Upper Missouri Breaks
August 10, 2017 • Leave a Comment
Officially, the Upper Missouri River Breaks National Monument was allowed to keep it's national monument status. Yet it really should have never needed to come under review. Encompassing 495,000 acres, most of the monument is located along the remote banks of the Missouri River. Where the monument does include large areas away from the river, it's mostly badlands, largely unusable by the many farming operations that also can be found here. This is farmland and for miles as far as the eye can see, various grains grow at different times of year. Before heading up to central Montana, I did a lot research, which all indicated I'd need a lot of time and a kayak to truly see and experience this remote landscape, of which, being a new father, I had neither. But I headed up anyway and wasn't disappointed. My starting point was Fort Benton. With a population of under 1,500, it was similar in size as the town I live in, but, even though we're in the same state, it was vastly different. Fort Benton, considered the oldest town in Montana, established in 1846, is largely a farming community, with a small dose of tourism added. The waterfront along the Missouri River has a footpath for the whole length of town and is a popular place to walk, with or with a dog. But how many towns can boast a memorial to a dog? Fort Benton has the Shep Memorial. In 1936, Shep's owner past away and was his body was sent back east on a train. Shep waited for 6 years for his owner to return. When Shep died in 1942, nearly all the town of Fort Benton attended his funeral. A memorial to the dog is found on the waterfront in front of the Grand Union Hotel, the oldest operating hotel in Montana. Originally built in 1882, it was restored to it's former grandeur. Fort Benton also has a visitor center for the national monument and permits for camping along the Missouri River for long float trips.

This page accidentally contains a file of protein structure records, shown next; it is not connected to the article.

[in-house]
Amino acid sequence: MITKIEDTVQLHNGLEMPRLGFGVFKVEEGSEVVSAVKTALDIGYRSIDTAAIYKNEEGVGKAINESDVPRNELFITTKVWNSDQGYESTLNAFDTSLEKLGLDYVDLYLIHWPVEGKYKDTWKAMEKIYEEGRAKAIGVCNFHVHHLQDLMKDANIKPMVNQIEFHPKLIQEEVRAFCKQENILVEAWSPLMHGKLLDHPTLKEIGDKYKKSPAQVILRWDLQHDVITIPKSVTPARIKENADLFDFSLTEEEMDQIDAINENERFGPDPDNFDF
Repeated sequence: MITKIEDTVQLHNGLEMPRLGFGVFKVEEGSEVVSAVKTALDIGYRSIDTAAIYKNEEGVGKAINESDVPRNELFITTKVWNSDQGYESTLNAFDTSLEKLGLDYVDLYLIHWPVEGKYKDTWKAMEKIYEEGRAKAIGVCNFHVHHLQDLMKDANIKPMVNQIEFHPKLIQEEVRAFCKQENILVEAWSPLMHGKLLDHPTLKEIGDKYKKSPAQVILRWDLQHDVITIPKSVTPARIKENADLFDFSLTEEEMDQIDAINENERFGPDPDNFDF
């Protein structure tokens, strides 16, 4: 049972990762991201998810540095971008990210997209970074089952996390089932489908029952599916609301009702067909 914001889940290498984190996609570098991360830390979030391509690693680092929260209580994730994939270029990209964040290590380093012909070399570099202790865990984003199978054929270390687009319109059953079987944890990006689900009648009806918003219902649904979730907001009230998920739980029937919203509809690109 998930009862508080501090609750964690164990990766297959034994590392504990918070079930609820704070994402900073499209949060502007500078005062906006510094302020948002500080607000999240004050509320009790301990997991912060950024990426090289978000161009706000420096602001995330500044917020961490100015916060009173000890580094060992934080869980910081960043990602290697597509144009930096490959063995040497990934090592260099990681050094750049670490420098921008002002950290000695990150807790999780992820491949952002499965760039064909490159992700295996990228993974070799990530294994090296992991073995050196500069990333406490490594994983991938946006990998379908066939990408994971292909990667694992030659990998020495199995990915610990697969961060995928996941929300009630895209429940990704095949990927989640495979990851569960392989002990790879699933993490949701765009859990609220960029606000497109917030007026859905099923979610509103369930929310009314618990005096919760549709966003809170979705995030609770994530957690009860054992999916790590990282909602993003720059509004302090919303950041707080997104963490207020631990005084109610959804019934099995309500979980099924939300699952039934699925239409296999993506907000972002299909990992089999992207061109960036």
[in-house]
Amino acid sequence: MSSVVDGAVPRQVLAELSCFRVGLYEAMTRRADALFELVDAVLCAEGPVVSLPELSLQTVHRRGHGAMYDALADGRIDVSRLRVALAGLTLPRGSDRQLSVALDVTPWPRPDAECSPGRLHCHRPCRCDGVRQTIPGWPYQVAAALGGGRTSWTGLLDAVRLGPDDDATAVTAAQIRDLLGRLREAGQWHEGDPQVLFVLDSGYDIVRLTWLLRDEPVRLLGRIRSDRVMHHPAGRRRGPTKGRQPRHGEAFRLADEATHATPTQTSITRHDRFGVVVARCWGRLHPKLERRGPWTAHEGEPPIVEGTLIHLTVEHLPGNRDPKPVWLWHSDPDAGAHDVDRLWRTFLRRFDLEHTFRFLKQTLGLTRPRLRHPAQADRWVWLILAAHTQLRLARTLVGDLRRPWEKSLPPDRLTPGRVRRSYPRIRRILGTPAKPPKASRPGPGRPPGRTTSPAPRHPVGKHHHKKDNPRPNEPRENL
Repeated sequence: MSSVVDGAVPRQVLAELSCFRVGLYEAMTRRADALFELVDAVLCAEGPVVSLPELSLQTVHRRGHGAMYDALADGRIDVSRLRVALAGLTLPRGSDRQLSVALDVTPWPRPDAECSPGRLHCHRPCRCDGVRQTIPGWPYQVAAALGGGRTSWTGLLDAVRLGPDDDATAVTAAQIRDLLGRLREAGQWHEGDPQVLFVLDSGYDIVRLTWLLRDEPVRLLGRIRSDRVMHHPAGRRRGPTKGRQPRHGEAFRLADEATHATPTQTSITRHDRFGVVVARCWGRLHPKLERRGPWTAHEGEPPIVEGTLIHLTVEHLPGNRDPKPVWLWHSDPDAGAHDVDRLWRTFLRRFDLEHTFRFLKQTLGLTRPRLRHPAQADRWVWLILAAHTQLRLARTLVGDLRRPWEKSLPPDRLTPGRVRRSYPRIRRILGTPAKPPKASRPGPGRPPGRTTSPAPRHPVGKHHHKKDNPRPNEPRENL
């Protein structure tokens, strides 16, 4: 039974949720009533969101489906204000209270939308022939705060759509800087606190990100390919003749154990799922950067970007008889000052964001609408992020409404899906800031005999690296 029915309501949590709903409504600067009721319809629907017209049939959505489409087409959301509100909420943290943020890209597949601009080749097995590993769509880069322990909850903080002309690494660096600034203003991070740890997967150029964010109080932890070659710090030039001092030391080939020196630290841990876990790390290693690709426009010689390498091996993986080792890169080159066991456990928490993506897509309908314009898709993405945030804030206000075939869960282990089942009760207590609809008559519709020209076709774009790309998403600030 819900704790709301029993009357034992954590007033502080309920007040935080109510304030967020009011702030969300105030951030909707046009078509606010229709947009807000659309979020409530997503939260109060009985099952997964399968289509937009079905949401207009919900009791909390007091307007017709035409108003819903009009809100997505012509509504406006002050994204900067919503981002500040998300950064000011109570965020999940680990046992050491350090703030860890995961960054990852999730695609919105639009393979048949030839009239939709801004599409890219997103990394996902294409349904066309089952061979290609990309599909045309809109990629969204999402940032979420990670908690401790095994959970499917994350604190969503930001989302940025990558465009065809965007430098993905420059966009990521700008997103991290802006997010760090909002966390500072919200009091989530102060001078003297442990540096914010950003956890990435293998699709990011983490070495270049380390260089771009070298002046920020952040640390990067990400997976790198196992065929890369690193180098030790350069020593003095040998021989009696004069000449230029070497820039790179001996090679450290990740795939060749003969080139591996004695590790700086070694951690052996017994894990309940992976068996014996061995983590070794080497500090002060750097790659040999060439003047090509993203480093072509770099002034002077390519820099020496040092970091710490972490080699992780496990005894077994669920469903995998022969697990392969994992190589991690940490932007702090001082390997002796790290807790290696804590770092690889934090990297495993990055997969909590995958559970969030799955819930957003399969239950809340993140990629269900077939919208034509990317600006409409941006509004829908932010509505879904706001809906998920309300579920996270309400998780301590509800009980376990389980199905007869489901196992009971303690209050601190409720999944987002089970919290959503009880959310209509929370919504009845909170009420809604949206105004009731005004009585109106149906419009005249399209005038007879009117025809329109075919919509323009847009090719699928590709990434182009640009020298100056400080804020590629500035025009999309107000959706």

As mentioned, access to the most scenic places along the Missouri River are by kayak or canoe only. But there are a few interesting places to found down some of the dirt roads that access the national monument. One place, easily accessed near Loma, is Decision Point. Here, Lewis and Clark on their famed expedition, camped ten nights as they tried to decide which was the true Missouri River when they came to a junction with the Marias River. Determined not to make the incorrect decision, Lewis and Clark each led a few men up the two rivers to explore and determine which one came from the mountains. While their crew firmly believed the Marias River was the river they should follow, both Clark and Lewis chose the correct river as the Missouri.
The Upper Missouri Breaks National Monument is significant not only for it's scenic beauty but it's historic significance can't be overlooked. Decision Point isn't the only place where Lewis and Clark camped that is protected by the monument. Down river from the view seen above is the location of another expedition camp and there are many more found along the river. Much of the monument looks as it did when Lewis and Clark first saw it and it's important to protect that part of our heritage today. In many ways, it serves as a monument not only to Lewis and Clark but the brave men that partook in that expedition in 1805 as it allows us to experience the river in a very similar fashion.
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